Kevin

03-08-2013, 01:49 AM

Recursion Simplified

Definition:

Recursion is an amazing technique in any programmer's arsenal. As defined by wikipedia (for what that's worth): "Recursion is the process of repeating items in a self-similar way." In programming, recursion is the act of a method calling itself in order to complete its calculations. Most often, this is a method of asking for simpler and simpler questions until it has an answer each successive, more complicated portion has a simpler answer. So, in essence, it's calculating its own answer from its own answer.

However, recursion has its own disadvantages. For example, every recursive call increases the size of the stack and spends slightly more time per iteration moving around in code as opposed to a directly iterative solution (To read more about the the stack and background memory/computation efficiencies, read another one of my tutorials here (http://villavu.com/forum/showthread.php?t=95007). However, in certain circumstances, problems can only be solved recursively (or at least the efficiency of recursion is far greater than that of iteratively), such as seen in the MergeSort (http://en.wikipedia.org/wiki/Merge_sort) algorithm.

Fibonacci:

So, to wrap your head around this idea example:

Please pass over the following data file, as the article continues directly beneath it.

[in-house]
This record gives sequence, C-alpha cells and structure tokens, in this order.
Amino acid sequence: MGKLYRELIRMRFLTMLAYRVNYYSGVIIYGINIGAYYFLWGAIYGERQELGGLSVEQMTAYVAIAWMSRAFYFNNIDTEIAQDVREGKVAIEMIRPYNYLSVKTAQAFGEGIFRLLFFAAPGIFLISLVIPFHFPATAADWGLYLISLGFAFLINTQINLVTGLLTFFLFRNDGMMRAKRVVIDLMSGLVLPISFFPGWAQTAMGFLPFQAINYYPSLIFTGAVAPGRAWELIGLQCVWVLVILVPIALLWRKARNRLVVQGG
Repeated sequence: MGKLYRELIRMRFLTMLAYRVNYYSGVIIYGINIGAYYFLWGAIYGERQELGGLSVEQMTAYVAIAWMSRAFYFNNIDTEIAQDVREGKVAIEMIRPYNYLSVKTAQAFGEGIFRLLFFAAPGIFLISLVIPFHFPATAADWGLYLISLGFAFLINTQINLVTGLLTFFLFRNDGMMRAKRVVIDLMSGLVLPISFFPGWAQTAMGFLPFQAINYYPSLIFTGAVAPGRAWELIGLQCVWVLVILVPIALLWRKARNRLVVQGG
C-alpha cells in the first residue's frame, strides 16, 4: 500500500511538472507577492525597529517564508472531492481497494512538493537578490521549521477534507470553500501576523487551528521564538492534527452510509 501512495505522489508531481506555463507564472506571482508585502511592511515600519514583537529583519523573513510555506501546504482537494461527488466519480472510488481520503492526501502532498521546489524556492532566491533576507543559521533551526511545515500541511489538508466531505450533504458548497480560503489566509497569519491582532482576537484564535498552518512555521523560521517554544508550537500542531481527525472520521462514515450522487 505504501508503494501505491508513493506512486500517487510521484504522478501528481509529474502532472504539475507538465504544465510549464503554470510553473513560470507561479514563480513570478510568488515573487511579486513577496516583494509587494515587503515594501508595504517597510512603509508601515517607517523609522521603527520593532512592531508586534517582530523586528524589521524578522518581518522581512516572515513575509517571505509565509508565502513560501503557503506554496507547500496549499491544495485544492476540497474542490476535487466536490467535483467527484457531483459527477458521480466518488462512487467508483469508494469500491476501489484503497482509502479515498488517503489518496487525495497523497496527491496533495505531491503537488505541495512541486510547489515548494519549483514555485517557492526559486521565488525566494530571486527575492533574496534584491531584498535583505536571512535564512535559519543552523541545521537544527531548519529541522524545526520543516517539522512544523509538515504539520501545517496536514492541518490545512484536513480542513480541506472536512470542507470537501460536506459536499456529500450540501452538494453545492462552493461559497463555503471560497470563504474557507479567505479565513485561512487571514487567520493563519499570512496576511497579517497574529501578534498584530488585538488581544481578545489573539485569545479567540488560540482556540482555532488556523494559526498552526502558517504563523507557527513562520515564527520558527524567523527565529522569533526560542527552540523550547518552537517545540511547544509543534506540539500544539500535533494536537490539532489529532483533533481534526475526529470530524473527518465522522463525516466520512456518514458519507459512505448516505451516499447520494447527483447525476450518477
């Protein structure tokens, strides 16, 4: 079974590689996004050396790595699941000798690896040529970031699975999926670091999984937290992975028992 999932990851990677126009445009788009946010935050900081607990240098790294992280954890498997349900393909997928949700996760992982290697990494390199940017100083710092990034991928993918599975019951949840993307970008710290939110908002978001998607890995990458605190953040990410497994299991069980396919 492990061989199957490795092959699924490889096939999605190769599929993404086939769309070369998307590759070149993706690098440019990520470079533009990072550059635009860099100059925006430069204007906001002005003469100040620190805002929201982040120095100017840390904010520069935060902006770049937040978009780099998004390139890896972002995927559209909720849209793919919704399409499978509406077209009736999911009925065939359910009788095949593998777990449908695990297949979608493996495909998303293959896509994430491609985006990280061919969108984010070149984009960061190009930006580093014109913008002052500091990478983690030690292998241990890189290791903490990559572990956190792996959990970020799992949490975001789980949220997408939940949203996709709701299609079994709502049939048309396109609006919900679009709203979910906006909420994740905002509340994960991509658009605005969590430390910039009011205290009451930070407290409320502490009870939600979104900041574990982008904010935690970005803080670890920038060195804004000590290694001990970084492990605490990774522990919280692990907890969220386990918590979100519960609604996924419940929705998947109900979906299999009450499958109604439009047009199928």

In math, there's a pattern of numbers known as the Fibonacci sequence. The Fibonacci sequence is a pattern where any given number in the sequence is equivalent to the summation of the 2 previous numbers in the sequence. Also, position 0 of Fibonacci has the value of 0 and 1st Fibonacci has the value of 1.

Example:

0, 1, 1, 2, 3, 5, 8, 13, 21, 34

0+1=1, 1+1=2, 1+2=3, 2+3=5, 3+5=8, etc...

So, Fib(5)=Fib(4)+Fib(3), and each of those answers is equivalent to the comparison prior. This could be hard coded entirely, but that's not very efficient, so we have recursion to help us out.

In Code:

function Fib(num: integer): integer;

begin

if(num=0)then

begin

Result:= 0;

end else if(num=1)then begin

Result:= 1;

end else

Result:= Fib(num-1) + Fib(num-2);

end;

See, that wasn't so terrible, now what it? Although, I will admit now that this is NOT the most efficient solution to the Fibonacci sequence, however it is the simplest. If desired, I can go into more detail on more complex and faster solutions.

Extended Euclidean Algorithm:

You can read about EEA here (http://en.wikipedia.org/wiki/Extended_Euclidean_algorithm). I'm sorry if you don't understand the process, but if you ask me more specialized questions I can try and answer those to the best of my ability.

Simplified greatly, it's used to find the inverse modularity of two numbers, or in advanced computer encryption/decryption algorithms. The most common example I am familiar with is in RSA encryption (http://en.wikipedia.org/wiki/RSA_%28algorithm%29#Key_generation), which happens to be one of the most commonly used encryption algorithms in all internet based network activity. However, this is partially here for NKN to get a better idea of how this works and how recursion can help.

Example:

120x + 23y = 1

X=-9 Y=47

In Code:

function EEA(a,b: integer): TPoint; //Tpoint storage for 2 return integers

var

q,r,s,t: integer;

pt: Tpoint;

begin

if(b=0) then

begin

Result:= Point(1, 0);

end else begin

q:= a/b;

r:=a mod b;

pt:= EEA(b, r);

s:= pt.x;

t:= pt.y;

Result.x:= t;

Result.y:= (s - (q * t));

end;

end;

I hope this helps, and if it doesn't ask away and I will do my best to answer!